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Robby Klein
David Archuleta recently released his second Christmas album, "Winter in the Air." His Christmas tour visits several places in Utah throughout December 2018.

SALT LAKE CITY — In the 10 years since finishing as a runner-up on “American Idol,” David Archuleta has proved a valuable lesson: You don't need to be crowned champion to find great success.

Since his “Idol” departure, the 27-year-old singer from Murray, who now lives in Nashville, has released eight studio albums — with his debut album going gold thanks to his popular anthem “Crush.” He also took a break from music to serve a two-year mission in Chile for The Church of Jesus Christ of Latter-day Saints and, in 2016, Business Insider ranked him the 10th most successful “American Idol” contestant.

Most recently, Archuleta released his second Christmas album, “Winter in the Air,” and will bring those songs and other hits to a string of concerts throughout Utah, including Orem's UCCU Center, on Dec. 10.

Despite penning three tracks on this latest album, Archuleta still gets nervous when it comes to songwriting.

“I pushed myself (to write) 'Christmas Every Day,'” the singer told the Deseret News. “I was really scared, I (thought), ‘Maybe I shouldn’t do this — I don’t think I can pull this off,’ but it worked out and (the song) makes me happy and makes me think that it’s a happy time of year.”

“Winter in the Air” captures every facet of the holiday season — the classic jingles, (“Holly Jolly Christmas,” “White Christmas”) the religious numbers (“O Come, O Come Emmanuel,” “He is Born”) and even nonreligious songs like the title track “Winter in the Air.”

With eight studio albums now under his belt, Archuleta has come a long way as an artist and individual since his “American Idol” days. But the journey hasn’t always been smooth. One of the hardest lines the singer said he’s had to straddle is being a Latter-day Saint in a cutthroat music industry.

“It’s hard to have a mindset (focused on God) when people (say), ‘You look so good, you are so great, you changed my life,’” he said. “(As an artist), you’re always trying to feel unique and stand out. … It’s hard not to become selfish with this (‘look at me’ mentality).”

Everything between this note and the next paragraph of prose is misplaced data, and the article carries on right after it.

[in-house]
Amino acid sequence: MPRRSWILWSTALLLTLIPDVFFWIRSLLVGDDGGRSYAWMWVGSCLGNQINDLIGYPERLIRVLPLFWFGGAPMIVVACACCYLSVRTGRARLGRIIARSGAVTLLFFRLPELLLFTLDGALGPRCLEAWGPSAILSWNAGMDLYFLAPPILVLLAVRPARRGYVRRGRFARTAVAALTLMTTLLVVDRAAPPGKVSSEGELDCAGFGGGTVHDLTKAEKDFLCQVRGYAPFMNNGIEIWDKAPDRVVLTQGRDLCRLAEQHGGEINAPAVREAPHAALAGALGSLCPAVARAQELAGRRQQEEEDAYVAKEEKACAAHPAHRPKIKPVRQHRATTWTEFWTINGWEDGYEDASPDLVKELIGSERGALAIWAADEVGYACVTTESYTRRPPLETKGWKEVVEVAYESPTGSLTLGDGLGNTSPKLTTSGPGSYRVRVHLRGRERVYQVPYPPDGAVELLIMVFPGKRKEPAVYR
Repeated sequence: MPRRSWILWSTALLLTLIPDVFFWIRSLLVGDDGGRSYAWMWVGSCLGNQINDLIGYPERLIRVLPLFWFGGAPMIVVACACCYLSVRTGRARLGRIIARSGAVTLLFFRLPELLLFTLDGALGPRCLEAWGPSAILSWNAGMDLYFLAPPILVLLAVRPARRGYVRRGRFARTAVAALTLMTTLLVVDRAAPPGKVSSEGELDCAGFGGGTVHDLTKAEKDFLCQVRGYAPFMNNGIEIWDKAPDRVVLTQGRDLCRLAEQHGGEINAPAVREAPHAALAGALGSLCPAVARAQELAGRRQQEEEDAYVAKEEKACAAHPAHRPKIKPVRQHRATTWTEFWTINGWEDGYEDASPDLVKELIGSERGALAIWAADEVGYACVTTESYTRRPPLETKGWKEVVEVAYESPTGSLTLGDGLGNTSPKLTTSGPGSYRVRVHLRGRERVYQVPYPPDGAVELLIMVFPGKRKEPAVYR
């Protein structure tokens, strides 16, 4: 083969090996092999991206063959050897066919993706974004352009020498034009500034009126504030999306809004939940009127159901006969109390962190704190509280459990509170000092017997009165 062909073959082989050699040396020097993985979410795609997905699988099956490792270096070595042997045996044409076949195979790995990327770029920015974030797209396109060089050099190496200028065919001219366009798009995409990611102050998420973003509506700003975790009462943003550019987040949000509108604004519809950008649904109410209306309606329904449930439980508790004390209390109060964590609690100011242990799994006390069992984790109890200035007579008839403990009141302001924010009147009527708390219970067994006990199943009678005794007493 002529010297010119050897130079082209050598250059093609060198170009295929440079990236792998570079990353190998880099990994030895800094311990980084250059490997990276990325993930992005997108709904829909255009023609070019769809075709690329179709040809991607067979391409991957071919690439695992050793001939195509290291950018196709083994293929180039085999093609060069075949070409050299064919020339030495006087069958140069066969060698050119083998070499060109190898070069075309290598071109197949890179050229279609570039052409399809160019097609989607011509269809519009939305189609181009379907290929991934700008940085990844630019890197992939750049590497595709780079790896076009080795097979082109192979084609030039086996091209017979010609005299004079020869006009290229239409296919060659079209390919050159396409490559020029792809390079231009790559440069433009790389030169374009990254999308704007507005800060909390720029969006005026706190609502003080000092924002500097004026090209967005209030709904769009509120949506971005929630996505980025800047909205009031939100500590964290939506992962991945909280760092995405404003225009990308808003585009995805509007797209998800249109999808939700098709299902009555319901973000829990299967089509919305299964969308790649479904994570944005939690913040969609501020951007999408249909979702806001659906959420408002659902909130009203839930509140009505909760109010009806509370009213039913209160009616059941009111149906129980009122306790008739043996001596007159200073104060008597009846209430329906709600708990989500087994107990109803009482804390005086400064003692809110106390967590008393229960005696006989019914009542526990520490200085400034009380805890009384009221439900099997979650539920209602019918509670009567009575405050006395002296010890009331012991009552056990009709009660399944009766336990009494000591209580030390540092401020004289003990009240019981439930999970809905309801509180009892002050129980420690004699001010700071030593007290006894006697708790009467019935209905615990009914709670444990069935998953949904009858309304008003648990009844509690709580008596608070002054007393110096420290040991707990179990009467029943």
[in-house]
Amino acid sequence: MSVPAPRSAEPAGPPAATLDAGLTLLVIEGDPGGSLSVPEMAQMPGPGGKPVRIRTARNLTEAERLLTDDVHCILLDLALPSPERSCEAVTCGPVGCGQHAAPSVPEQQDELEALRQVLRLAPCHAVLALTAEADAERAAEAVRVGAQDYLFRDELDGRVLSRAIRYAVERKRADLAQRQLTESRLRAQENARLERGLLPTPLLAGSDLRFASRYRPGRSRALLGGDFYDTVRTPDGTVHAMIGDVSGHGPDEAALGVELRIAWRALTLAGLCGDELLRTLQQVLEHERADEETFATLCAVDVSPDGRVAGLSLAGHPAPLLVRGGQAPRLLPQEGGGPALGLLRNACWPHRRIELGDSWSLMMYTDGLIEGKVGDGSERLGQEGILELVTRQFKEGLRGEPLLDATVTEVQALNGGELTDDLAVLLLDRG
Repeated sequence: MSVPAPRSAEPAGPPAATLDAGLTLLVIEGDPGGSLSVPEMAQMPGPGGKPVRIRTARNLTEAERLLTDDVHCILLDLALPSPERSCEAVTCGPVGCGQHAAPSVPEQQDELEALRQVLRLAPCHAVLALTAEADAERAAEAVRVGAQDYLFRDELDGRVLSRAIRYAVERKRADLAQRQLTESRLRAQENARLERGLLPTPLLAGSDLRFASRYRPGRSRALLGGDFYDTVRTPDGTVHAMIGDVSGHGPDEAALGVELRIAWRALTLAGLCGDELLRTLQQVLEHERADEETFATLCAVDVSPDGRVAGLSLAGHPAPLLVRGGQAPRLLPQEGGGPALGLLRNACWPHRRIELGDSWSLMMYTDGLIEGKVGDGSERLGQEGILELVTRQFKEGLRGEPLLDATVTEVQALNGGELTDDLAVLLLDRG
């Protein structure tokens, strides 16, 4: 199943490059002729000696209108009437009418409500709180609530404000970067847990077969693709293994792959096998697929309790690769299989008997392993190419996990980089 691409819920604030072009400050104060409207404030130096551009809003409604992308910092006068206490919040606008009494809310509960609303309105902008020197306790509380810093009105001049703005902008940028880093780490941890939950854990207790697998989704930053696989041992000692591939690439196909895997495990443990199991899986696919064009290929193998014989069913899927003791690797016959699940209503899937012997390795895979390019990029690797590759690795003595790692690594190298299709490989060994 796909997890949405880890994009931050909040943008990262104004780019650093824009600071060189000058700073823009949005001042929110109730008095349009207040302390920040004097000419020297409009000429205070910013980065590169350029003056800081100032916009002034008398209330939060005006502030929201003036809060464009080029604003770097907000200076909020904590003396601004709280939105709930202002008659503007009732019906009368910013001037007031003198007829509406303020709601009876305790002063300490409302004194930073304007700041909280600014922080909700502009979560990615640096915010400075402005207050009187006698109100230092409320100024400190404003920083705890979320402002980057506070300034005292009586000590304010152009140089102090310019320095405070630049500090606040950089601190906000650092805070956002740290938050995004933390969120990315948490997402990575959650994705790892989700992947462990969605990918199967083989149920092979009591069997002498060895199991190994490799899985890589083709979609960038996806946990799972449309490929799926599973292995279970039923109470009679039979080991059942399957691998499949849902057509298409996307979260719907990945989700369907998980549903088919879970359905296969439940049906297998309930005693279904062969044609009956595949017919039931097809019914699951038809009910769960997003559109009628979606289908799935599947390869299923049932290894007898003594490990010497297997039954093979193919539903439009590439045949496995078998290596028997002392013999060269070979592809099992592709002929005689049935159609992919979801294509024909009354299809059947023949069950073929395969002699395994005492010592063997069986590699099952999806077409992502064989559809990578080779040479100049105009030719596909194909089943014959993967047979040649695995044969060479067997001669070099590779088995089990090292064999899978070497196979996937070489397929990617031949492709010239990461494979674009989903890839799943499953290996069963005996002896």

While it’s rewarding to be admired, Archuleta said he always has to ground himself by remembering why he chose this career.

“As musicians are trying to succeed, they often think, ‘I have to sacrifice my own values,’ and sometimes it’s hard, sometimes you’re tempted to,” he said. “But you have to take a step back and be like, ‘I may be finding success,’ but at the same time, you have to (ask), ‘But why did I start doing this in the first place?’ I have to remind myself that I do this for God.”

Archuleta had to put that sentiment to the test when he decided to temporarily leave music and serve a church mission in 2012.

“A lot of people (in the industry) knew I wanted to go on my mission, and I got a lot of flack for that, … a lot of people saying, ‘That’s so dumb, why would you do that?’ … Then members of the church saying, ‘If you don’t go, God’s going to take away your talents.' … That was really hard as well.”

But it wasn’t just anyone swaying Archuleta — even his own family wasn’t sure if a mission was the best option for him.

Robby Klein
David Archuleta recently released his second Christmas album, "Winter in the Air." His Christmas tour will come to several places in Utah throughout December 2018.

“When I told my parents, they said, ‘Why would you want to do that? Don’t you think you’re already serving your mission?’”

But Archuleta felt going on a mission was the right step for him — a step of faith he believes will benefit him for the rest of his life. And since his return to the music industry four years ago, he continues to stay true to himself and be positive, though he admits that it’s never easy.